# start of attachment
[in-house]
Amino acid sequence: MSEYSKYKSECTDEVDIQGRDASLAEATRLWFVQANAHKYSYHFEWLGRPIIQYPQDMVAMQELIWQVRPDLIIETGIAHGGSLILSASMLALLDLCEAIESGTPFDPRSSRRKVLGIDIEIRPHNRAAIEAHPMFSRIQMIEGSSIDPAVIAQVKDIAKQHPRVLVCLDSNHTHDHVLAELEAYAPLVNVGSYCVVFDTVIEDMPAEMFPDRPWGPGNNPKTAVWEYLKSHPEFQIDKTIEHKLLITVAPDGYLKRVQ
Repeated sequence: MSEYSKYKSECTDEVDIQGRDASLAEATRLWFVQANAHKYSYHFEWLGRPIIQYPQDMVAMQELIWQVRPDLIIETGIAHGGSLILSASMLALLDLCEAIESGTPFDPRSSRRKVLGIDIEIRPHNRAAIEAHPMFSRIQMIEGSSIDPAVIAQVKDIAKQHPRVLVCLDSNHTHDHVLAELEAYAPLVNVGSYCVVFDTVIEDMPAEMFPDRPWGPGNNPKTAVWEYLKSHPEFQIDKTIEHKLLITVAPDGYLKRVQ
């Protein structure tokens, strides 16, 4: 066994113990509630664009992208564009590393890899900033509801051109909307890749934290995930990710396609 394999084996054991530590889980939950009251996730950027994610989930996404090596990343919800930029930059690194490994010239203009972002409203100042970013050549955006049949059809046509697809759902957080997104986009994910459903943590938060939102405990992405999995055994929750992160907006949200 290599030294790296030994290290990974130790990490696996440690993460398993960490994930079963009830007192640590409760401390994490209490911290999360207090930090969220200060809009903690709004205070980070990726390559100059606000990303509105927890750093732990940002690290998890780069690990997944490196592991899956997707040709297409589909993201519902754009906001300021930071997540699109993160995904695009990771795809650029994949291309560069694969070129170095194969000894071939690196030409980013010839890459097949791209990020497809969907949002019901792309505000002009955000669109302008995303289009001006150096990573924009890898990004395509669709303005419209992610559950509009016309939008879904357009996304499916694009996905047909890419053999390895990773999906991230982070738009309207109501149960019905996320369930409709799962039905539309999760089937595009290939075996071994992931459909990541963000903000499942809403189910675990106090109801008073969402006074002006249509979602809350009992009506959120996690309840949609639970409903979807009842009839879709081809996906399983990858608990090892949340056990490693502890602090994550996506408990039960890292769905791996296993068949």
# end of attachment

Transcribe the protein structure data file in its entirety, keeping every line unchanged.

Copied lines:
[in-house]
Amino acid sequence: MSEYSKYKSECTDEVDIQGRDASLAEATRLWFVQANAHKYSYHFEWLGRPIIQYPQDMVAMQELIWQVRPDLIIETGIAHGGSLILSASMLALLDLCEAIESGTPFDPRSSRRKVLGIDIEIRPHNRAAIEAHPMFSRIQMIEGSSIDPAVIAQVKDIAKQHPRVLVCLDSNHTHDHVLAELEAYAPLVNVGSYCVVFDTVIEDMPAEMFPDRPWGPGNNPKTAVWEYLKSHPEFQIDKTIEHKLLITVAPDGYLKRVQ
Repeated sequence: MSEYSKYKSECTDEVDIQGRDASLAEATRLWFVQANAHKYSYHFEWLGRPIIQYPQDMVAMQELIWQVRPDLIIETGIAHGGSLILSASMLALLDLCEAIESGTPFDPRSSRRKVLGIDIEIRPHNRAAIEAHPMFSRIQMIEGSSIDPAVIAQVKDIAKQHPRVLVCLDSNHTHDHVLAELEAYAPLVNVGSYCVVFDTVIEDMPAEMFPDRPWGPGNNPKTAVWEYLKSHPEFQIDKTIEHKLLITVAPDGYLKRVQ
């Protein structure tokens, strides 16, 4: 066994113990509630664009992208564009590393890899900033509801051109909307890749934290995930990710396609 394999084996054991530590889980939950009251996730950027994610989930996404090596990343919800930029930059690194490994010239203009972002409203100042970013050549955006049949059809046509697809759902957080997104986009994910459903943590938060939102405990992405999995055994929750992160907006949200 290599030294790296030994290290990974130790990490696996440690993460398993960490994930079963009830007192640590409760401390994490209490911290999360207090930090969220200060809009903690709004205070980070990726390559100059606000990303509105927890750093732990940002690290998890780069690990997944490196592991899956997707040709297409589909993201519902754009906001300021930071997540699109993160995904695009990771795809650029994949291309560069694969070129170095194969000894071939690196030409980013010839890459097949791209990020497809969907949002019901792309505000002009955000669109302008995303289009001006150096990573924009890898990004395509669709303005419209992610559950509009016309939008879904357009996304499916694009996905047909890419053999390895990773999906991230982070738009309207109501149960019905996320369930409709799962039905539309999760089937595009290939075996071994992931459909990541963000903000499942809403189910675990106090109801008073969402006074002006249509979602809350009992009506959120996690309840949609639970409903979807009842009839879709081809996906399983990858608990090892949340056990490693502890602090994550996506408990039960890292769905791996296993068949």